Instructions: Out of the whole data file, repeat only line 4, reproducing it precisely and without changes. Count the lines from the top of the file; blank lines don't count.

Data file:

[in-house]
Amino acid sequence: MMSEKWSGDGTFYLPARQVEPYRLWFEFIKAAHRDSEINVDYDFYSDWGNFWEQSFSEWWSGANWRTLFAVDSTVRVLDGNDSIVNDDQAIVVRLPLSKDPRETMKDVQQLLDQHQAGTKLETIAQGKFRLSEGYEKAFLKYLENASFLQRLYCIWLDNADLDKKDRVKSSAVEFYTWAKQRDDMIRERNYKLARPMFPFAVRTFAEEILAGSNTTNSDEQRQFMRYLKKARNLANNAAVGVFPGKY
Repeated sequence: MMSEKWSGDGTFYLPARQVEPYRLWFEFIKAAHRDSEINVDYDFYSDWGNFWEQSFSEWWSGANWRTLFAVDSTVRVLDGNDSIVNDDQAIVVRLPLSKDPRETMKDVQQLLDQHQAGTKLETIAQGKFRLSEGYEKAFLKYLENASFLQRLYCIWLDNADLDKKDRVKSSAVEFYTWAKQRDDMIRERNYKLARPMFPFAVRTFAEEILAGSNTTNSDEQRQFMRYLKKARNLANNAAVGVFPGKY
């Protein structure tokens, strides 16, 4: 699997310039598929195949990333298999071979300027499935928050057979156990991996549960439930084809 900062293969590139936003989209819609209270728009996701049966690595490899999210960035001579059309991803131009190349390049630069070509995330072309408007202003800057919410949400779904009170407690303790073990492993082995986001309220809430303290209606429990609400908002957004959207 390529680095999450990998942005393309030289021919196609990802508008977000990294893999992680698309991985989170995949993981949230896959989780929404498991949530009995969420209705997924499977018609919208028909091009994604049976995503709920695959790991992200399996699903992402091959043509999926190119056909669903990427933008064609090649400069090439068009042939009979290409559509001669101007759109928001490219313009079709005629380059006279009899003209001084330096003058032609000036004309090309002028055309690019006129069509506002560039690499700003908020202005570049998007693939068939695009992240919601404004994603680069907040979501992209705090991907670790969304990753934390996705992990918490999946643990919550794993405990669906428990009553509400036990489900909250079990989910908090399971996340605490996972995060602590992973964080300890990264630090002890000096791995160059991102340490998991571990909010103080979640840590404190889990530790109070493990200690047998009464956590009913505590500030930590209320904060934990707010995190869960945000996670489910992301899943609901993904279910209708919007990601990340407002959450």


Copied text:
């Protein structure tokens, strides 16, 4: 699997310039598929195949990333298999071979300027499935928050057979156990991996549960439930084809 900062293969590139936003989209819609209270728009996701049966690595490899999210960035001579059309991803131009190349390049630069070509995330072309408007202003800057919410949400779904009170407690303790073990492993082995986001309220809430303290209606429990609400908002957004959207 390529680095999450990998942005393309030289021919196609990802508008977000990294893999992680698309991985989170995949993981949230896959989780929404498991949530009995969420209705997924499977018609919208028909091009994604049976995503709920695959790991992200399996699903992402091959043509999926190119056909669903990427933008064609090649400069090439068009042939009979290409559509001669101007759109928001490219313009079709005629380059006279009899003209001084330096003058032609000036004309090309002028055309690019006129069509506002560039690499700003908020202005570049998007693939068939695009992240919601404004994603680069907040979501992209705090991907670790969304990753934390996705992990918490999946643990919550794993405990669906428990009553509400036990489900909250079990989910908090399971996340605490996972995060602590992973964080300890990264630090002890000096791995160059991102340490998991571990909010103080979640840590404190889990530790109070493990200690047998009464956590009913505590500030930590209320904060934990707010995190869960945000996670489910992301899943609901993904279910209708919007990601990340407002959450």